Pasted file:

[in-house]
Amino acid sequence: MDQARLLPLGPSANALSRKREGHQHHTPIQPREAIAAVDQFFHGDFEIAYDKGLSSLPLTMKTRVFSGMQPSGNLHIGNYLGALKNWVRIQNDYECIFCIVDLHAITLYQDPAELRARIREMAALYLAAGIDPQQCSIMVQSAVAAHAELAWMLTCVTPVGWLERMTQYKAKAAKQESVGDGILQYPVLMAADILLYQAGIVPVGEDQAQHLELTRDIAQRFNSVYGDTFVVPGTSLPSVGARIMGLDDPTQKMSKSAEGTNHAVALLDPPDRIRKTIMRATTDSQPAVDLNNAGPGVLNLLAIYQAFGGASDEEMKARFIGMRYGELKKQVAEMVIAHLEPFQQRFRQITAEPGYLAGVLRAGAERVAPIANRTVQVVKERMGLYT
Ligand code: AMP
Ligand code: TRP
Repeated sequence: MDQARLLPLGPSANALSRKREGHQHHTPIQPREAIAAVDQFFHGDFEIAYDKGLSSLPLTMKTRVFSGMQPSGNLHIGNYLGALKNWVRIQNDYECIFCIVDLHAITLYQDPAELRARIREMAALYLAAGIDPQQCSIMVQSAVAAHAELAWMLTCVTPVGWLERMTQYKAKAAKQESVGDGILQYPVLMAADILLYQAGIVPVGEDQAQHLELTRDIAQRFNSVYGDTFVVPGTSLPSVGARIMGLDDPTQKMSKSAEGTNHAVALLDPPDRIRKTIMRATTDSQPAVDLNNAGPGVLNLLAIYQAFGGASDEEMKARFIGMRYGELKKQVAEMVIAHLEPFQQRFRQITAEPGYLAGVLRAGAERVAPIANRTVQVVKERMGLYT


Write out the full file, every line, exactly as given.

[in-house]
Amino acid sequence: MDQARLLPLGPSANALSRKREGHQHHTPIQPREAIAAVDQFFHGDFEIAYDKGLSSLPLTMKTRVFSGMQPSGNLHIGNYLGALKNWVRIQNDYECIFCIVDLHAITLYQDPAELRARIREMAALYLAAGIDPQQCSIMVQSAVAAHAELAWMLTCVTPVGWLERMTQYKAKAAKQESVGDGILQYPVLMAADILLYQAGIVPVGEDQAQHLELTRDIAQRFNSVYGDTFVVPGTSLPSVGARIMGLDDPTQKMSKSAEGTNHAVALLDPPDRIRKTIMRATTDSQPAVDLNNAGPGVLNLLAIYQAFGGASDEEMKARFIGMRYGELKKQVAEMVIAHLEPFQQRFRQITAEPGYLAGVLRAGAERVAPIANRTVQVVKERMGLYT
Ligand code: AMP
Ligand code: TRP
Repeated sequence: MDQARLLPLGPSANALSRKREGHQHHTPIQPREAIAAVDQFFHGDFEIAYDKGLSSLPLTMKTRVFSGMQPSGNLHIGNYLGALKNWVRIQNDYECIFCIVDLHAITLYQDPAELRARIREMAALYLAAGIDPQQCSIMVQSAVAAHAELAWMLTCVTPVGWLERMTQYKAKAAKQESVGDGILQYPVLMAADILLYQAGIVPVGEDQAQHLELTRDIAQRFNSVYGDTFVVPGTSLPSVGARIMGLDDPTQKMSKSAEGTNHAVALLDPPDRIRKTIMRATTDSQPAVDLNNAGPGVLNLLAIYQAFGGASDEEMKARFIGMRYGELKKQVAEMVIAHLEPFQQRFRQITAEPGYLAGVLRAGAERVAPIANRTVQVVKERMGLYT